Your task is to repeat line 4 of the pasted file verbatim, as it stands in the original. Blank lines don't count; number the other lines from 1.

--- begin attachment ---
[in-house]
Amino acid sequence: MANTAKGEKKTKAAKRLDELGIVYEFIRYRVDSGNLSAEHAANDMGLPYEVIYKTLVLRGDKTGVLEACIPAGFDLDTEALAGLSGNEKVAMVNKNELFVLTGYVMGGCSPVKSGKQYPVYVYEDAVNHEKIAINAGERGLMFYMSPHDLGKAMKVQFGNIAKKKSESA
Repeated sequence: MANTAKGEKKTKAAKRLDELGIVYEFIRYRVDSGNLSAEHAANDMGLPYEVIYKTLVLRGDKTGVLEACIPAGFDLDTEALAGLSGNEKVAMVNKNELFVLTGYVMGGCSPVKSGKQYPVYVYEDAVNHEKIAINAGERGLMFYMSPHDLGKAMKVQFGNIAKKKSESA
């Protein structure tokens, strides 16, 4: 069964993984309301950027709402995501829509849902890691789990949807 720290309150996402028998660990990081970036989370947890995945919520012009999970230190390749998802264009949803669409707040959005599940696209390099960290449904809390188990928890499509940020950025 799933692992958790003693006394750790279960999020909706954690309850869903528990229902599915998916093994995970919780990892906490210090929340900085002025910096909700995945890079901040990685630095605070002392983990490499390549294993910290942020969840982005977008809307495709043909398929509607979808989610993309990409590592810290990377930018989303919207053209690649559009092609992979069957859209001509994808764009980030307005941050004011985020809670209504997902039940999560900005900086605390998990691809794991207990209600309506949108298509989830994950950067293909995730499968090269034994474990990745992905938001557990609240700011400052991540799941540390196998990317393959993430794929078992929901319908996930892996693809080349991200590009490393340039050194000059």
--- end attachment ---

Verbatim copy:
């Protein structure tokens, strides 16, 4: 069964993984309301950027709402995501829509849902890691789990949807 720290309150996402028998660990990081970036989370947890995945919520012009999970230190390749998802264009949803669409707040959005599940696209390099960290449904809390188990928890499509940020950025 799933692992958790003693006394750790279960999020909706954690309850869903528990229902599915998916093994995970919780990892906490210090929340900085002025910096909700995945890079901040990685630095605070002392983990490499390549294993910290942020969840982005977008809307495709043909398929509607979808989610993309990409590592810290990377930018989303919207053209690649559009092609992979069957859209001509994808764009980030307005941050004011985020809670209504997902039940999560900005900086605390998990691809794991207990209600309506949108298509989830994950950067293909995730499968090269034994474990990745992905938001557990609240700011400052991540799941540390196998990317393959993430794929078992929901319908996930892996693809080349991200590009490393340039050194000059």